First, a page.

Phase 1 Clinic
Phase I Clinical Trials
The Angeles Clinic and Research Institute is proud to offer patients multiple options for extended care through its Phase I Program. Phase I clinical trials are the first stage of testing of novel anticancer therapy in patients. This phase includes clinical trials designed to assess the safety (pharmacovigilance), tolerability, and physiological interactions of a drug and are often conducted in an inpatient clinic, where patients can be observed by full-time staff. In a Phase I trial, the MTD (maximal tolerated dose) is determined using a dose-escalation scheme, in which consecutively enrolled patient cohorts (groups) receive increasing doses of study agent until unmanageable or unsafe side effects emerge.
To safely assess new drugs, cancer patients in initial cohorts of Phase I oncology clinical studies receive low drug doses. Doses are successively increased until the maximum tolerated dose (MTD) is determined. Because traditional chemotherapy is often more effective near the MTD, ethical concerns have been raised about administration of low drug doses to Phase I patients. However, a substantial portion of oncology clinical trials now investigate targeted agents that work by exploiting some feature or pathway that is unique to or exaggerated in cancer cells such as a growth factor receptor, kinase, or angiogenesis pathway. These pathways have different dose-response relationships than traditional chemotherapies. Recent studies have shown that patients who receive low drug doses on novel Phase I oncology trials utilizing immunotherapeutic and targeted agents have similar rates of response due to this different dose response relationships than cytotoxic chemotherapies. (Clin Cancer Res; 16(4); 1289–97)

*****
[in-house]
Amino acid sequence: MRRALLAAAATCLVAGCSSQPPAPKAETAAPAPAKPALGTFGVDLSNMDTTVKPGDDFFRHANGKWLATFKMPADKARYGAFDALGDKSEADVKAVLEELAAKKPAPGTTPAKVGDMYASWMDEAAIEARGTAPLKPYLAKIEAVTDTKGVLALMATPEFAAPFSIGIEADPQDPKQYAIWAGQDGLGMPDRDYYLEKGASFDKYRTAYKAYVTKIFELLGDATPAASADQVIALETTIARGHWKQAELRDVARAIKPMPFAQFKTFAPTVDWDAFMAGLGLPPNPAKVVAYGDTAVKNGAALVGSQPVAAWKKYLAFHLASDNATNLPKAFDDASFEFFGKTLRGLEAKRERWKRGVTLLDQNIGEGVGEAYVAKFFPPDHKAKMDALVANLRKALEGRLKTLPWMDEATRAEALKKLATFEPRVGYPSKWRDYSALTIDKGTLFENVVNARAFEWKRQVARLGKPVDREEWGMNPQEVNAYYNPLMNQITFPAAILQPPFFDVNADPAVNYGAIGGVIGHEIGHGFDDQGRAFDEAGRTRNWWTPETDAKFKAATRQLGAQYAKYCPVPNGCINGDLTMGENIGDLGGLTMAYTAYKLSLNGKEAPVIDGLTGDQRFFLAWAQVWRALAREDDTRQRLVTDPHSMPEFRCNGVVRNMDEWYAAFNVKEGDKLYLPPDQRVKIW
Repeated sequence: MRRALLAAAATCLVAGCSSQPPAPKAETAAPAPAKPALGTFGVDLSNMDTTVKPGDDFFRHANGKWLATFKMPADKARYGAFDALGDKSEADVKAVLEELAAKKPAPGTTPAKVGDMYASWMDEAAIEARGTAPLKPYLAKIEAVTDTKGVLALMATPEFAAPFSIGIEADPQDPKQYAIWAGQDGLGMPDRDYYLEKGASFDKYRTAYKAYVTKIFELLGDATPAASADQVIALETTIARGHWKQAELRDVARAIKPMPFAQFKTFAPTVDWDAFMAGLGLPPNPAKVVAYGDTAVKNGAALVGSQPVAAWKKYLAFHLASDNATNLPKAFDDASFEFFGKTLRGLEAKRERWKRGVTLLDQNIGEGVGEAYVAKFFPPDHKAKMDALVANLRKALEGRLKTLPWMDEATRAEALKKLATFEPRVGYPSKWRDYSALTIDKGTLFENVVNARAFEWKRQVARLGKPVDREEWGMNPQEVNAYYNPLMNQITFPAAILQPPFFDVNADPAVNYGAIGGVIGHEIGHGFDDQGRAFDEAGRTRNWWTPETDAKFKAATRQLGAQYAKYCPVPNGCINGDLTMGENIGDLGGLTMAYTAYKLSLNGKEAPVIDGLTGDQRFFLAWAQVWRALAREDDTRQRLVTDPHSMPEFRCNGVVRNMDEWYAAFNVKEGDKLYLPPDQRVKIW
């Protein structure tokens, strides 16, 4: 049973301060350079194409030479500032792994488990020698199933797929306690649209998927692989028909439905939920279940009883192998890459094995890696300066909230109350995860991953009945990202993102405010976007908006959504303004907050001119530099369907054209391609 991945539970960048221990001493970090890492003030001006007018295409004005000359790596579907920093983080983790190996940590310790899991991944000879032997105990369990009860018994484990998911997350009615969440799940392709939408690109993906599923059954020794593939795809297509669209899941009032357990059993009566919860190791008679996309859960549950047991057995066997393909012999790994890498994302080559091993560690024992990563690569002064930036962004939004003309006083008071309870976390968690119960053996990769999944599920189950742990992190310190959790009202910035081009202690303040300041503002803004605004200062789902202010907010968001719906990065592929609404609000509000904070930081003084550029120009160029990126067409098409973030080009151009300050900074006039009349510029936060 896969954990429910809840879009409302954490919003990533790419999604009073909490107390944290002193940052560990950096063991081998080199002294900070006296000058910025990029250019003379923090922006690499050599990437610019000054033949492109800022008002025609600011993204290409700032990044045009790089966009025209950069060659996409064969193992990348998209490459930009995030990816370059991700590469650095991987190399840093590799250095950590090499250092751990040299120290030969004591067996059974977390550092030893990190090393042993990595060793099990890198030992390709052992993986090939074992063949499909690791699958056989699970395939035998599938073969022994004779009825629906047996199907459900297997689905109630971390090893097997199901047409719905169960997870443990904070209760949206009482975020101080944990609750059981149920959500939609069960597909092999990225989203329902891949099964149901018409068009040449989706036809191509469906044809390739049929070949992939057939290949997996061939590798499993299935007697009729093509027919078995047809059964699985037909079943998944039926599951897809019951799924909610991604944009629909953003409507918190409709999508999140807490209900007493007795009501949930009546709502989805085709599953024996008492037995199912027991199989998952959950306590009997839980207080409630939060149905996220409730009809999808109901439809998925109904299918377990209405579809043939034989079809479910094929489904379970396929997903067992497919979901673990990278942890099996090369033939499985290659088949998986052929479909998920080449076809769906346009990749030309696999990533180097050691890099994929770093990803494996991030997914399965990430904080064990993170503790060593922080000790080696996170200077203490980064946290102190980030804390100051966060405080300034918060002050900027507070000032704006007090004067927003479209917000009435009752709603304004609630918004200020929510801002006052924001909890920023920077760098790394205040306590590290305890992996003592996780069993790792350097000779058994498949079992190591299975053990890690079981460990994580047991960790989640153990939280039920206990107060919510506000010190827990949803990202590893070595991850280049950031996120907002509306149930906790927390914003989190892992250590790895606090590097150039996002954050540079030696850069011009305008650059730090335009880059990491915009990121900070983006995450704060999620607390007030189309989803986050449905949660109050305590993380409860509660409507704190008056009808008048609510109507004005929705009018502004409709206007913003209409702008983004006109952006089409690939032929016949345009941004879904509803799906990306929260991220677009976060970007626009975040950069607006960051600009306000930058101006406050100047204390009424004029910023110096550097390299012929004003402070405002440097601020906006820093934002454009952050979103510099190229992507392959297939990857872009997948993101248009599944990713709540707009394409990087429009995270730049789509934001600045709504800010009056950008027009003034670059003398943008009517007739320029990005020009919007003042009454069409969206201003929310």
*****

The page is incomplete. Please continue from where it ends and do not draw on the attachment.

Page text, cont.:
Critical to the development of novel anticancer treatments is the study on new drugs and drug combinations in clinical trials. Phase I trials perform this function magnificently. Due to the nature of their design, they allow patients with many different types of diagnosis to participate. This allows patients who may have exhausted traditional options for therapy to continue the fight against their cancer. Remarkably, this process has lead to the discovery of certain therapies for select tumor types that would not have been discovered without a Phase I clinical trial.